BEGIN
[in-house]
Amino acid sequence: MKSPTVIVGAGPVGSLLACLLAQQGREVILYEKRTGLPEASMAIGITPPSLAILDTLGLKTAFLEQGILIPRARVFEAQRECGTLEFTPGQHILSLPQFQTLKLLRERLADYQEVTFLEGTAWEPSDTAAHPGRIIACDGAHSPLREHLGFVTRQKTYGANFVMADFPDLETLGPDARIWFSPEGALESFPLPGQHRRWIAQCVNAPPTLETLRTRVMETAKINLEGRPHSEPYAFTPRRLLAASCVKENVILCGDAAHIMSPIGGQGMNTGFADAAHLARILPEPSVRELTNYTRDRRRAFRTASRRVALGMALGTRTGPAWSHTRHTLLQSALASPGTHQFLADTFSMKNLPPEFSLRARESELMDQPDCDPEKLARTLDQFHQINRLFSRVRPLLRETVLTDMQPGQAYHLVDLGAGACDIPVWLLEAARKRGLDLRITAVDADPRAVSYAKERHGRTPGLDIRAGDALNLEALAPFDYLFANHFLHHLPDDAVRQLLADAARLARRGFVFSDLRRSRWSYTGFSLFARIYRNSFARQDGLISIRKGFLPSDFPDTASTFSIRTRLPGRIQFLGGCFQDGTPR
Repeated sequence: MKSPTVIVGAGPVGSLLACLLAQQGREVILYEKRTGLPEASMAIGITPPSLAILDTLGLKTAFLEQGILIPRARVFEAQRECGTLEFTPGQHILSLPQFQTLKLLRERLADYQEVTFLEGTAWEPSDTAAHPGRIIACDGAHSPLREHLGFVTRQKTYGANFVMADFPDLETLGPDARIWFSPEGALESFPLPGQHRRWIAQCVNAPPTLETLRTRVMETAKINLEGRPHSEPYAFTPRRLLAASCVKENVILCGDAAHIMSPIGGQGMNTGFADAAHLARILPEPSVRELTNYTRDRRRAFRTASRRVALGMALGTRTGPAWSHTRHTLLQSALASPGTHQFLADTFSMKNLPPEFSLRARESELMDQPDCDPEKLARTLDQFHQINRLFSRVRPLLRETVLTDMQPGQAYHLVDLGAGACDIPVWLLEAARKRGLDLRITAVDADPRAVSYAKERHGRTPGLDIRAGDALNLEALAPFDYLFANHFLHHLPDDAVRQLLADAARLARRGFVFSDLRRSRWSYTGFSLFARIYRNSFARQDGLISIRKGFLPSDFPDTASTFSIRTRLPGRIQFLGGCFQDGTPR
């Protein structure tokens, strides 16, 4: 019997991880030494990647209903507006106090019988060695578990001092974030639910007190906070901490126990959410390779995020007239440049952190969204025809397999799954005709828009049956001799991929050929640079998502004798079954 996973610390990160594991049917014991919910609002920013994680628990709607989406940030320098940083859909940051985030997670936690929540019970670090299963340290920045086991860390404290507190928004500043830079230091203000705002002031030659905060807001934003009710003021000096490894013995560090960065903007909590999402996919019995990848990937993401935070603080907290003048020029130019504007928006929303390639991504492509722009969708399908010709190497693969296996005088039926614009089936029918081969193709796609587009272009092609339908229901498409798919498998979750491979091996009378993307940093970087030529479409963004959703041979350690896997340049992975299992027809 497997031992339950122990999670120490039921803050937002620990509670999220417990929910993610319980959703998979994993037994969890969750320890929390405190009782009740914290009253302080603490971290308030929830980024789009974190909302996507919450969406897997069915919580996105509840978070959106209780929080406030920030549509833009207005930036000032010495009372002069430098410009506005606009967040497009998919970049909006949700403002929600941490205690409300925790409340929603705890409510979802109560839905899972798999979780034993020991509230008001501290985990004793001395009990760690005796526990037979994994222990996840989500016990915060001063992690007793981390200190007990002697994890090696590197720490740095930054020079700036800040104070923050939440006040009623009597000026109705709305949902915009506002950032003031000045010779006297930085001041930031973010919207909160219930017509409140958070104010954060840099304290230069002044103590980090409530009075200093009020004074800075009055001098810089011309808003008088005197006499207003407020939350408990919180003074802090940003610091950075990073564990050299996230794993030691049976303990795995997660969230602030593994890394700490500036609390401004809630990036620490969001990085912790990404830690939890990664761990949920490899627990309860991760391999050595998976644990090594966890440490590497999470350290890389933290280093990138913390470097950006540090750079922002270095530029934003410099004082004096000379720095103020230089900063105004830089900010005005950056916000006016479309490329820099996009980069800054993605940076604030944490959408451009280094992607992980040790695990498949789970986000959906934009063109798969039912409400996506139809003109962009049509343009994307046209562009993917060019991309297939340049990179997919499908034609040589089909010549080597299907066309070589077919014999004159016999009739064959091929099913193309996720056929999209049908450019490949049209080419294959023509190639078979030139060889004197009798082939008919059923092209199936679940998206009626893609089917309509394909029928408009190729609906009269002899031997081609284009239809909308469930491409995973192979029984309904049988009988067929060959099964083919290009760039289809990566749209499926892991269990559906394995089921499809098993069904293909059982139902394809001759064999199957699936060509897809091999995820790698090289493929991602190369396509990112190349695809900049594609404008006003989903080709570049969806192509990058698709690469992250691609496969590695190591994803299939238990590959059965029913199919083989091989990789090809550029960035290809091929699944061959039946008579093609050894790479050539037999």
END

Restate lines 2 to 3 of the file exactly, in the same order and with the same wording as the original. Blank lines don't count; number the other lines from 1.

Amino acid sequence: MKSPTVIVGAGPVGSLLACLLAQQGREVILYEKRTGLPEASMAIGITPPSLAILDTLGLKTAFLEQGILIPRARVFEAQRECGTLEFTPGQHILSLPQFQTLKLLRERLADYQEVTFLEGTAWEPSDTAAHPGRIIACDGAHSPLREHLGFVTRQKTYGANFVMADFPDLETLGPDARIWFSPEGALESFPLPGQHRRWIAQCVNAPPTLETLRTRVMETAKINLEGRPHSEPYAFTPRRLLAASCVKENVILCGDAAHIMSPIGGQGMNTGFADAAHLARILPEPSVRELTNYTRDRRRAFRTASRRVALGMALGTRTGPAWSHTRHTLLQSALASPGTHQFLADTFSMKNLPPEFSLRARESELMDQPDCDPEKLARTLDQFHQINRLFSRVRPLLRETVLTDMQPGQAYHLVDLGAGACDIPVWLLEAARKRGLDLRITAVDADPRAVSYAKERHGRTPGLDIRAGDALNLEALAPFDYLFANHFLHHLPDDAVRQLLADAARLARRGFVFSDLRRSRWSYTGFSLFARIYRNSFARQDGLISIRKGFLPSDFPDTASTFSIRTRLPGRIQFLGGCFQDGTPR
Repeated sequence: MKSPTVIVGAGPVGSLLACLLAQQGREVILYEKRTGLPEASMAIGITPPSLAILDTLGLKTAFLEQGILIPRARVFEAQRECGTLEFTPGQHILSLPQFQTLKLLRERLADYQEVTFLEGTAWEPSDTAAHPGRIIACDGAHSPLREHLGFVTRQKTYGANFVMADFPDLETLGPDARIWFSPEGALESFPLPGQHRRWIAQCVNAPPTLETLRTRVMETAKINLEGRPHSEPYAFTPRRLLAASCVKENVILCGDAAHIMSPIGGQGMNTGFADAAHLARILPEPSVRELTNYTRDRRRAFRTASRRVALGMALGTRTGPAWSHTRHTLLQSALASPGTHQFLADTFSMKNLPPEFSLRARESELMDQPDCDPEKLARTLDQFHQINRLFSRVRPLLRETVLTDMQPGQAYHLVDLGAGACDIPVWLLEAARKRGLDLRITAVDADPRAVSYAKERHGRTPGLDIRAGDALNLEALAPFDYLFANHFLHHLPDDAVRQLLADAARLARRGFVFSDLRRSRWSYTGFSLFARIYRNSFARQDGLISIRKGFLPSDFPDTASTFSIRTRLPGRIQFLGGCFQDGTPR